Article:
A Forensic Case Ignites the Blawgosphere


Bloggers around the world are focused on forensics this week, after the U.S. Supreme Court heard oral argument Monday in the case of

Melendez-Diaz vs. Massachusetts

. The case turns on whether criminal defendants have a Constitutional right to cross-examine lab analysts that conducted forensic testing in their case.

During oral arguments on Monday, Justice Stephen Breyer cited the friend-of-the-court brief filed by the Innocence Network, which argued that denying defendants the chance to challenge forensic evidence against them raised the chance of a wrongful conviction.

Read more case details, and download the Innocence Network brief, here



Here’s a sample of what bloggers are saying:

Lyle Denniston writes at the SCOTUS Blog

that this case, like so many others, could swing on the vote of Justice Anthony M. Kennedy:

The case, at its core, is simple: is a crime lab report a form of testimony, so that the prosecution may not use it at trial to buttress its case unless the technician or chemist who prepared it is at the trial to defend the test results under cross-examination?

Kennedy initially saw a potential problem if the Court were to answer yes to that question.  He foresaw ”a very substantial burden” on the prosecution and on the courts, and told counsel advocating for confrontation that he was significantly underestimating the impact.  But, as the hearing moved along, Kennedy saw as “a very important point” that California has not experienced such a burden and “gets along all right” with summoning lab analysts to the stand with some frequency. He faulted the two lawyers arguing against confrontation for lacking a rationale that would keep the prosecution’s use of unexamined lab reports in check.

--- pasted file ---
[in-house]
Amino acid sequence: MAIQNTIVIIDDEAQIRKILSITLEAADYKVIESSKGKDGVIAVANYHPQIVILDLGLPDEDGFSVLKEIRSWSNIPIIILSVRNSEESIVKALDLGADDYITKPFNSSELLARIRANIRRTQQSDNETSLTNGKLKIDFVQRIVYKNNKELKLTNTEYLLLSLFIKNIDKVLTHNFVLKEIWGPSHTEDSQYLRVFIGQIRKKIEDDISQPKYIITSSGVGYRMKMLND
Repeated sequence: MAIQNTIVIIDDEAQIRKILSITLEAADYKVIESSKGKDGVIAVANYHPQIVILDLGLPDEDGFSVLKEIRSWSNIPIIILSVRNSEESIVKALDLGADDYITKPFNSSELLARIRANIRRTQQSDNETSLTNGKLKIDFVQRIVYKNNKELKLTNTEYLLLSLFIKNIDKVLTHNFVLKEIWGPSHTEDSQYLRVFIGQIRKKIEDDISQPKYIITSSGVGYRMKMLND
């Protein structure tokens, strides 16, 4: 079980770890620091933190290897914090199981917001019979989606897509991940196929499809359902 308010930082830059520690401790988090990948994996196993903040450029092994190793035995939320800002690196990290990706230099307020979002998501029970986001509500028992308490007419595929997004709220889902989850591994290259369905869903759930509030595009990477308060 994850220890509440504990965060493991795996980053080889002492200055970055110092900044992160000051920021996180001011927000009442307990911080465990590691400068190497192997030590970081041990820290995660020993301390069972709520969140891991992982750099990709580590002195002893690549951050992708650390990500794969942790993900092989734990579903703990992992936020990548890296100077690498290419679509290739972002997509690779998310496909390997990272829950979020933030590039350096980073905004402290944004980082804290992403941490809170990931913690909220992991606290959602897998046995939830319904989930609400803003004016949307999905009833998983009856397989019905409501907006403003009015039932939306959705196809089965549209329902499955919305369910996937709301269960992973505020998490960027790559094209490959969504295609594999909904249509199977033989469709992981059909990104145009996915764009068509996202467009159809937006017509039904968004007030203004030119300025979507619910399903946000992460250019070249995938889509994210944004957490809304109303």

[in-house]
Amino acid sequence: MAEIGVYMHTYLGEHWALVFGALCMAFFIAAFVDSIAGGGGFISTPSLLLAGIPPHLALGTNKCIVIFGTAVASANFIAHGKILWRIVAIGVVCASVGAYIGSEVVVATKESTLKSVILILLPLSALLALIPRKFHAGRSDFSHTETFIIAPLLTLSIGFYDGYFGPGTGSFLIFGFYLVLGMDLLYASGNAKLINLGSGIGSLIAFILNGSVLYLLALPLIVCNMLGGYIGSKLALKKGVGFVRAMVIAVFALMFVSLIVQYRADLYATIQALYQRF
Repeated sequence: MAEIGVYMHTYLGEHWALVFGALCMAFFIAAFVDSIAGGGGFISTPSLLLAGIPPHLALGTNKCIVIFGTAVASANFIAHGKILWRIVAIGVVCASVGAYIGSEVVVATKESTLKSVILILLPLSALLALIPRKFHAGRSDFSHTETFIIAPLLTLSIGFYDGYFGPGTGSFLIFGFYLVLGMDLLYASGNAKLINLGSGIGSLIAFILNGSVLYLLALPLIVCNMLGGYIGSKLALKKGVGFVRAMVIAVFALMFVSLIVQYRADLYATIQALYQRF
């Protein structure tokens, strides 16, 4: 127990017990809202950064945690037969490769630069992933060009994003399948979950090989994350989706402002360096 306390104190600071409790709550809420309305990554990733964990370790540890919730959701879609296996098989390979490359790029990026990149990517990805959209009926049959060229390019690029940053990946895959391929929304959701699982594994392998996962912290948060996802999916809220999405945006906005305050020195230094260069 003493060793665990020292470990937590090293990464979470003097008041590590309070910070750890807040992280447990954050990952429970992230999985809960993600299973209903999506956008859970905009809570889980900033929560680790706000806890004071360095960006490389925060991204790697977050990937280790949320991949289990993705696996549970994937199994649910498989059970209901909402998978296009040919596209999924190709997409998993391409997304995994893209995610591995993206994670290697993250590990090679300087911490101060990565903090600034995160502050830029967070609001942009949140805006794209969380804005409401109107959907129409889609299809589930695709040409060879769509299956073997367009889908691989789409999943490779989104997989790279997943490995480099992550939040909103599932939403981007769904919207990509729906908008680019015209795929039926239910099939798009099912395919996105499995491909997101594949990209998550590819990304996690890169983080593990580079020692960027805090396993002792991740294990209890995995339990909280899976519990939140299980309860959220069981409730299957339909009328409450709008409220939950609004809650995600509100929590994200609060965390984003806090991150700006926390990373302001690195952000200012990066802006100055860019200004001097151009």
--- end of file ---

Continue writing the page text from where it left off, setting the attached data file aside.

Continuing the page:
Preaching to the Choir

writes that this case “ought to be a no-brainer”:

The 6th Amendment protects the right of criminal defendants to confront their accusers. It's obvious that an eyewitness who will testify he saw you commit the crime is an accuser as is the police officer who found the baggie of white powder in your coat pocket. But what about the lab tech who tested that white powder and decided it was cocaine? Well, isn't the person who says the stuff you had is illegal just as much of an accuser as the person who says you had it? Like I said, it seems pretty obvious to me.


Scott Henson at Grits for Breakfast

points out that Justice Antonin Scalia was the most ardent supporter of requiring analysts to testify:

Justice Scalia was the most ardent champion of requiring confrontation, reports Denniston, while the main concerns were pragmatic: Would the requirement overburden crime labs that in most cases (as in Texas) already experience significant backlogs? Even so, Scalia agreed with the argument put forward by Melendez-Diaz's attorney, as quoted in USA Today:

"Introducing forensic laboratory reports (without live witnesses) is the modern equivalent of trial by affidavit," said Stanford University law professor Jeffrey Fisher, representing Luis Melendez-Diaz

And Steve Hall of the StandDown Texas Project

summarized more coverage from blogs and some mainstream media outlets



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